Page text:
The last week has been the next thing to a complete loss in terms of being able to get anything accomplished. It was a pretty nasty flu bug, but I think it’s finally defeated. The only problem being that it left a couple parting gifts, namely an ear and eye infection to boot. What a pain in the ass.
Sometimes it just isn’t your week. 🙂
I knew there was a reason why I made a “Random Stuff” category. This is where I post thoughts and random happenings from my own life that are only marginally related to WM at best.
Nothing slows work progress on WM like getting sick. Got hit hard by the flu bug last night and haven’t really been able to do anything but drink water and answer emails today. My own fault, as I had just finished an extended workout with an hour-long jog that I think kicked the crap out of my immune system for a little bit, because I got a sore throat and a cough just an hour or so later.
Anyways, the thing I’m currently working on (besides finishing up the Tiled IO support) is to finally fix the goddamn seaming issues in Explorer mode once and for all. Explorer is almost unusable at low-resolutions because of the lighting seams. Well, it’s about half-fixed right now. The seams are now fixed for same-resolution tiles, but don’t deal with the adaptive level of detail very well. Have to change the seamfixing method for that to actually work right.
Small little issues like the explorer/layout seams are the kind of things that drive me nuts, as they aren’t such huge things but they take up a proportially huge amount of development time.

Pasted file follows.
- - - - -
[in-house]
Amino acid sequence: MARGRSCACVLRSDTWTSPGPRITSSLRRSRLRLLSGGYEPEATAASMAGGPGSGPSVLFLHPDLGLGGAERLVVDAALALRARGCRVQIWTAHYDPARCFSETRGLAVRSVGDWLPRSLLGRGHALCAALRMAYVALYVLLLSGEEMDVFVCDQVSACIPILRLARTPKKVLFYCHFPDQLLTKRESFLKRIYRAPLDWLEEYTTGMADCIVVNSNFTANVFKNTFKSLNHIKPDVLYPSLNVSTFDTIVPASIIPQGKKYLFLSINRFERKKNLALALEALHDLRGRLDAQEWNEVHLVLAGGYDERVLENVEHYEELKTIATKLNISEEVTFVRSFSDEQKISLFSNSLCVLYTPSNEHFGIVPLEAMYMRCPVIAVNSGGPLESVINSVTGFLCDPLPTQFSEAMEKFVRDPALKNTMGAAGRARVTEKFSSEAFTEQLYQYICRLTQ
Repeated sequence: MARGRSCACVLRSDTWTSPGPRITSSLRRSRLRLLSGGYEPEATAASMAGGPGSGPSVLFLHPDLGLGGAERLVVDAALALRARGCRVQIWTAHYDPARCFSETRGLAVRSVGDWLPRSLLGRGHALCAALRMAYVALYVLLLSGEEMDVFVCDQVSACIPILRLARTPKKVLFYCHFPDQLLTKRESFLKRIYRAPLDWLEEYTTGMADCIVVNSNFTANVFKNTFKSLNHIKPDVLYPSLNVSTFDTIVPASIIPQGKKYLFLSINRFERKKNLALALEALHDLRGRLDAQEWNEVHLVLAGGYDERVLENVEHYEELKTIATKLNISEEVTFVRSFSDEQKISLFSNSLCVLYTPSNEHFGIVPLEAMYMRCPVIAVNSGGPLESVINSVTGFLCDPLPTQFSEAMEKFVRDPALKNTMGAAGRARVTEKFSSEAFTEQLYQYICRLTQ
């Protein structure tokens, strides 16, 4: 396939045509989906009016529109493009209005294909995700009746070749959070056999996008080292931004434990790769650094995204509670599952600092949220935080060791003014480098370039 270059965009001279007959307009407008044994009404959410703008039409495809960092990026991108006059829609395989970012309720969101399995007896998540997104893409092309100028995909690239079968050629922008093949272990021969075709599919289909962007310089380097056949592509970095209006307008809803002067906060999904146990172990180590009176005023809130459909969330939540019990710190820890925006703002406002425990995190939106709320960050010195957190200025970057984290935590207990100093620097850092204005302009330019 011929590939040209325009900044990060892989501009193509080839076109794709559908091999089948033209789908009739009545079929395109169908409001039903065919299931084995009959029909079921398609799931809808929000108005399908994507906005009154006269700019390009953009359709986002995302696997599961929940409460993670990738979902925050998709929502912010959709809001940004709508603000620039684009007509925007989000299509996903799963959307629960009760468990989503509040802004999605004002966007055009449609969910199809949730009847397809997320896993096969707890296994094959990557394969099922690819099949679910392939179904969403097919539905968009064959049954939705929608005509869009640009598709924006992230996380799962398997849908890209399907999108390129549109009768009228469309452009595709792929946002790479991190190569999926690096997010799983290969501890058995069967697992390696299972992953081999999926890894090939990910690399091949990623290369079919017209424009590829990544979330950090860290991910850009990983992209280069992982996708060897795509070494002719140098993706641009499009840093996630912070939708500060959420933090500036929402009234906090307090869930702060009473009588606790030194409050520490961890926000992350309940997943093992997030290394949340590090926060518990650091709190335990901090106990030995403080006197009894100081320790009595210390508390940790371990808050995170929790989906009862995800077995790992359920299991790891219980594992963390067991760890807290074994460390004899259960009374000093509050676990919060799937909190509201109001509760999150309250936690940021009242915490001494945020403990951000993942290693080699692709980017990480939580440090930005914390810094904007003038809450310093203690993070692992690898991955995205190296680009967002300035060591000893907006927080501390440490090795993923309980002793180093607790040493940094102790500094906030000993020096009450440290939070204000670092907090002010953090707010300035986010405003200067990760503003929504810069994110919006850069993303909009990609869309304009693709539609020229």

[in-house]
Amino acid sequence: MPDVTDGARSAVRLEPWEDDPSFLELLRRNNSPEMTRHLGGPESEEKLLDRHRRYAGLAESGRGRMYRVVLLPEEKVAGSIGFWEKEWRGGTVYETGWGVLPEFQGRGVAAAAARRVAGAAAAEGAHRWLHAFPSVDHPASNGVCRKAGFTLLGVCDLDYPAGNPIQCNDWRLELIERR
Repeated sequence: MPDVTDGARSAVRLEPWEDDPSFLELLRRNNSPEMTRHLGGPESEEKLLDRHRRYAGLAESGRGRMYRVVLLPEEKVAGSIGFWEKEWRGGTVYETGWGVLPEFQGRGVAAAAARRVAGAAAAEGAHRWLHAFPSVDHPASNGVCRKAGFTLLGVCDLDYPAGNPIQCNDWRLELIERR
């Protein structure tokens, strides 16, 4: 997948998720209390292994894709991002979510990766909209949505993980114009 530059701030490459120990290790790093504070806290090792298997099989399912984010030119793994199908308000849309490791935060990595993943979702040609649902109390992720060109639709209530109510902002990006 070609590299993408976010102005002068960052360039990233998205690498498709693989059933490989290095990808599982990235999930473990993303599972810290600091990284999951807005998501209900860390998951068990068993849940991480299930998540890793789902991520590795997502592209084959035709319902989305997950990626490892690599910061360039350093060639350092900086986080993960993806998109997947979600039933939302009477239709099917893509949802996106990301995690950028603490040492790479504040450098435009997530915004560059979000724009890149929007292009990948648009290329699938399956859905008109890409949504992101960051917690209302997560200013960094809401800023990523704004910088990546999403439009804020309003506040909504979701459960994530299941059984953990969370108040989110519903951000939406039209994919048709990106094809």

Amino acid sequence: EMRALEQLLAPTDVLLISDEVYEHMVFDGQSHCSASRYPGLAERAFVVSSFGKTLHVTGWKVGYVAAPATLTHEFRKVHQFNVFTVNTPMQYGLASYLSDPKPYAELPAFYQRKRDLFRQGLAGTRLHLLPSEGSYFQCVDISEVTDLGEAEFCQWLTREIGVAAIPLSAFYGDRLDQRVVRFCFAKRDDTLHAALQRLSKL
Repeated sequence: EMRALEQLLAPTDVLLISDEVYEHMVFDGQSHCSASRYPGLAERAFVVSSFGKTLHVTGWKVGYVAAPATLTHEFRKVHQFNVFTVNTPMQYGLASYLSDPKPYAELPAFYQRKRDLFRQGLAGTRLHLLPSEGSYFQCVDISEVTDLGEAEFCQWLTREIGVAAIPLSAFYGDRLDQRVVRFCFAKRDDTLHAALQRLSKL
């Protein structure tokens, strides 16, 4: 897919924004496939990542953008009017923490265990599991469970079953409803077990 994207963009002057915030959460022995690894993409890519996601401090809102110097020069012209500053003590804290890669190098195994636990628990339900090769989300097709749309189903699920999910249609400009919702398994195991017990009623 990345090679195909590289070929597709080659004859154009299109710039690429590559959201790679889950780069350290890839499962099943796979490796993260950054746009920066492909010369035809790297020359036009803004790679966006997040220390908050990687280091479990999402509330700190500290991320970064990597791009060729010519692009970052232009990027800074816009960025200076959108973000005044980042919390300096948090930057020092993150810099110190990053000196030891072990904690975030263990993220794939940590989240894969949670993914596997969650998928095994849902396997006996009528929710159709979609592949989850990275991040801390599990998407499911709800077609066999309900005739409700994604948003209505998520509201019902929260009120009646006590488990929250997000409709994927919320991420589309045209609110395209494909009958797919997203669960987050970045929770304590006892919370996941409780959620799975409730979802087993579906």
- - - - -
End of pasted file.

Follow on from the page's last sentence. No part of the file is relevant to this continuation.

Off to make some chicken soup.
The Overlay Output device and all of its attendant code in the core and visualization modules is finished; just wanted to show people an example of the kind of visualizations it provides:
This is showing a terrain coverage map draped atop the heightfield. A coverage map shows what type of terrain is at that location. It’s NOT a terrain texture by itself; rather it’s a type of terrain metadata that specifies WHICH texture to use at a given location.
The coverage map was created by the Coverage Maker device, which produces an RGB-encoded image, where each color is linked to a type of coverage. This allows you to setup your terrain surface texturing for the game or 3D app. You would then (in the engine or the next tool in the content pipeline) map each RGB triplet to a terrain texture to use, and you’re set!
The coverage map seen here is pretty simple, using essentially three input maps: 1) A Hi-Slopes mask 2) A randomness map (basic perlin noise device 3) The Flow map from the erosion device. More details about the coverage maker later.
Anyways, back to the Overlay Output. Since you can also now load RGB images into WM as well, you could, for example, load in an RGB image that you’ve sketched out quickly, and then use the Overlay output to combine it with a heightfield you’re working on to match the sketch. Or lots of other uses — you can probably imagine more than I can.
One more image:
Using a different map and coverage schema, and viewing in Explorer mode. Although it isn’t final texturing at all, it actually looks pretty good. It’s amazing how having some actual coverage-based coloration rather than just the height-based colormap gives a much stronger sense of realism for the terrain imho. Having this kind of coverage data available during heightfield creation, if taken advantage of, will allow for much faster terrain texturing on game maps and other such endeavors.
I think focus is very important for tools, and although adding RGB support to WM is certainly an extension of its grasp., IÂ think terrain type coverage is a closely integrated problem with terrain modelling, and that puts it right into the purview of WM. If you need the ability to output Normal Maps/Coverage Maps/etc, then you have it. Otherwise, it doesn’t slow anything down.
Back to work for now.